Econometrics is the application of mathematics, statistical methods to economic data and gives empirical content to describe economic relations. It is "the quantitative analysis of actual economic phenomena based on the concurrent development of theory and observation, related by appropriate methods of inference.
Economics often analyzes systems of equations and inequalities, such as supply and demand hypothesized to be in equilibrium. Consequently, the field of econometrics has developed methods for identification and estimation of simultaneous-equation models.
The efficient market hypothesis says that the price of a financial asset reflects all the information available and responds only to unexpected news. Thus prices can be regarded as optimal estimates of true investment value at all times. It is impossible for investors to predict whether the price will move up or down, so on average an investor is unlikely to beat the market.
This belief underpins arbitrage pricing theory, the capital asset pricing model and concepts such as beta.
Today, the EMH is one of the most controversial and well-studied propositions in economics, although no consensus has been reached on which markets, if any, are efficient. However, even if the ideal does not exist, the efficient market hypothesis is useful in judging the relative efficiency of one market compared with another.
Investment putting money to work in two main forms: direct spending on buildings, machinery and so forth, and indirect spending on financial securities, such as bonds and shares, in hope of making even more money.
Economic theory says that a country's total investment must equal its total savings, but this has never been true in the short run and may never be even in the long run, as countries with low savings can attract investment from overseas and foreign savers lacking opportunities at home can invest abroad (Foreign Direct Investment).
A financial market is a market in which people and entities can trade financial securities, commodities, and other fungible items of value at low transaction costs and at prices that reflect supply and demand.
The term "financial markets" is often used to refer just to the markets that are used to raise finance: for long term finance, we consider the Capital Markets; markets in securities such as bonds and shares. Governments and companies use them to raise longer-term capital from investors, although few of the millions of capital-market transactions every day involve the issuer of the security.
For short term finance, instead, we talking about Money Markets, any market where money and other liquid assets can be ent and borrowed for between a few hours and a few months.
Monetary Policy, Central Banks and EMU
It is what a Central Bank does to control the money supply, and thereby manage demand Monetary policy involves open-market operations, reserve requirements and changing the short-term rate of interest. It is one of the two main tools of macroeconomic policy, the side-kick of fiscal policy, and is easier said than done well.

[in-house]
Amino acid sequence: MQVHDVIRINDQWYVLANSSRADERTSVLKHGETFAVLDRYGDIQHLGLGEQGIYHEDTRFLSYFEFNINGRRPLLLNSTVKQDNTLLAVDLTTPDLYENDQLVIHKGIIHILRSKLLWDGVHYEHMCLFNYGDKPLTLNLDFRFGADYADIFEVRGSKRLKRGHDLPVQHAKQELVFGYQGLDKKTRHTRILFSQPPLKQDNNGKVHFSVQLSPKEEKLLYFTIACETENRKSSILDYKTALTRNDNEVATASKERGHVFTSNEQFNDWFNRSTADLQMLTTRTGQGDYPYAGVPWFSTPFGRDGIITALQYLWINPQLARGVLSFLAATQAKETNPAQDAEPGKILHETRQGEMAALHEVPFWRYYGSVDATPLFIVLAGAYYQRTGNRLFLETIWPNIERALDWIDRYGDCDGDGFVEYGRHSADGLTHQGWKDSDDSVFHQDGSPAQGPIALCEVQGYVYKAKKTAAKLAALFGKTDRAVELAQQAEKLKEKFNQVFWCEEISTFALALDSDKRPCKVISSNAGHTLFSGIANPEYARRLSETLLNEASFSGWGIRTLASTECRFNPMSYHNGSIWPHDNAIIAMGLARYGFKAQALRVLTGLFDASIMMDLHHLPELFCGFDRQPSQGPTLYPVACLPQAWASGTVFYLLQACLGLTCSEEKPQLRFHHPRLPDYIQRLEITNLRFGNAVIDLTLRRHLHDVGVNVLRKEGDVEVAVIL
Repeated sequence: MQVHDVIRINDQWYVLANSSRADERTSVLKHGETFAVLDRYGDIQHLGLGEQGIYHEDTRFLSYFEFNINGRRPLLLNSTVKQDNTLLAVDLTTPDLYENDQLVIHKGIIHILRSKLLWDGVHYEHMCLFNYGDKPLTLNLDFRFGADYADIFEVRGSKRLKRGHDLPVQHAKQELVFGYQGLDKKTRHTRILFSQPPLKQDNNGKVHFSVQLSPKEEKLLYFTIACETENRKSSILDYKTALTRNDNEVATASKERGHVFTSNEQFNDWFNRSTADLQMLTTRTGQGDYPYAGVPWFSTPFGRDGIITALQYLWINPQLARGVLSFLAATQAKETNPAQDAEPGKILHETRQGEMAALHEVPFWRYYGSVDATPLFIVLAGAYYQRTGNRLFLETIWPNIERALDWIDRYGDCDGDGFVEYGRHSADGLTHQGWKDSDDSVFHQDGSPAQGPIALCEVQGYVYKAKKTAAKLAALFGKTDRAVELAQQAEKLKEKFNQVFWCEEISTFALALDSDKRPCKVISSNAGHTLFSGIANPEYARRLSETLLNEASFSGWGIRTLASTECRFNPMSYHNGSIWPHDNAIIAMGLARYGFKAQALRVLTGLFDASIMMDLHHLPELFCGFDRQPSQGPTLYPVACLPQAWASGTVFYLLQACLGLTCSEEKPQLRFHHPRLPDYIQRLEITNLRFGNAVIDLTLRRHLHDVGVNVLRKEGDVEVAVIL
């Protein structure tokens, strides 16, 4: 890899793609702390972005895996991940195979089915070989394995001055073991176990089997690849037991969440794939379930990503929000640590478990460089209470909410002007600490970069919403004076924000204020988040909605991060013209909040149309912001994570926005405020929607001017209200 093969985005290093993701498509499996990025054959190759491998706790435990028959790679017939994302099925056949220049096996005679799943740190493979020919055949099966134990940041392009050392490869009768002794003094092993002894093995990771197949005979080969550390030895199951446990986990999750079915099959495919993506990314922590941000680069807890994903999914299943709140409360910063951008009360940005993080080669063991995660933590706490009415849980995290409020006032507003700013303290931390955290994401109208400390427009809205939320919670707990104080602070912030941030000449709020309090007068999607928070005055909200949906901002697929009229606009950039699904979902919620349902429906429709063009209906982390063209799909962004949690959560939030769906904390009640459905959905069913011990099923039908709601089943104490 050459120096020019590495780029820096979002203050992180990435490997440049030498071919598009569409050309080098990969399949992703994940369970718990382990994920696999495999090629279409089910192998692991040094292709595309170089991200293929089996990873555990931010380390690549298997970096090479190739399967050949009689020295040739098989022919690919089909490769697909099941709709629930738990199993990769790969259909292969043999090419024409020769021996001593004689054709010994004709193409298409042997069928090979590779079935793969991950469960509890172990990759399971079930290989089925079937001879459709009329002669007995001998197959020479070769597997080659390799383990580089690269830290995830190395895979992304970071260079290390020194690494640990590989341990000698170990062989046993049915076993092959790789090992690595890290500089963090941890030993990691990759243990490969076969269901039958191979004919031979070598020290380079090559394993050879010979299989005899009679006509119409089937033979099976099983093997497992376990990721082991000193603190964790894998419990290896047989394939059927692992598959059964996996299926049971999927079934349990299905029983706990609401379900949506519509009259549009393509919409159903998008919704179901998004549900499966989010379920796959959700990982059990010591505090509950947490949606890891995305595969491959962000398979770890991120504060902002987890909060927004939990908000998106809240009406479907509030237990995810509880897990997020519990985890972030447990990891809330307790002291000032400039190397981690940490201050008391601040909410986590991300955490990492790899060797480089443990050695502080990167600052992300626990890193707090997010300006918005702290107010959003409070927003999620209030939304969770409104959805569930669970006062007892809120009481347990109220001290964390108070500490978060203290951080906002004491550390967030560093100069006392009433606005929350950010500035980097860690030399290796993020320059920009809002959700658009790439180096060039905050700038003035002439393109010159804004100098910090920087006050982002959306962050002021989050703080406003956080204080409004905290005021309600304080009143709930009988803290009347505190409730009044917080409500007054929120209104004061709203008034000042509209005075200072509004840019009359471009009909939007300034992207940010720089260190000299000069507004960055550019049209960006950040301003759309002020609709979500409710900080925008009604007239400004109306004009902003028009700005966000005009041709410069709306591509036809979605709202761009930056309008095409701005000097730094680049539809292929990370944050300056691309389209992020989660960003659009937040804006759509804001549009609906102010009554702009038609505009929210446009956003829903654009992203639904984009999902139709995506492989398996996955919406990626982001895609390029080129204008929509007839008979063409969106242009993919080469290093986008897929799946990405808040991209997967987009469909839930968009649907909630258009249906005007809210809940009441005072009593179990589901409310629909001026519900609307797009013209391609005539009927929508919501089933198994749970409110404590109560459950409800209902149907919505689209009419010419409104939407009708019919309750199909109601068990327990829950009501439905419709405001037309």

Economic and Monetary Union (EMU) represents a major step in the integration of EU economies. It involves the coordination of economic and fiscal policies, a common monetary policy, and a common currency, the euro. The benefits cooming from the decision include currency stability and low inflation, underwritten by an independent ECB, comparing prices and wages across the euro zone became easier, increasing competition by making it easier for companies to sell throughout the euro-zone and for consumers to shop around.
Macroeconomics and Macroeconomic Policy
Macroeconomics is "the big picture". It analysing economy-wide phenomena such as growth, inflation and unemployment. Contrast with microeconomics, the study of the behaviour of individual markets, workers, households and firms.
Although economists generally separate themselves into distinct macro and micro camps, macroeconomic phenomena are the product of all the microeconomic activity in an economy. The precise relationship between macro and micro is not particularly well understood, which has often made it difficult for a government to deliver well-run macroeconomic policy.
Who I am
Born in 1987, Italian citizen, London lover and fan of British culture, hold a BA in Economics and Management of Tourism at "Ca Foscari" University in Venice and now I am attending the last year of the MSc in Economics (course fully taught in English) at the University of Udine. My main research interests include macroeconomics and macroeconomic policy, monetary policy, central banks and EMU, UK economy, investments and market efficiency. In this website I would present my academic skills, my research projects and posts with a critique analysis of the actually economic scenario. From 2012 I am an effective member of the Royal Economic Society (@University of St. Andrews - Scotland / UK), one of the oldest and most prestigious economic associations in the world with the aim to promote the study of economic science.Marco Ardengo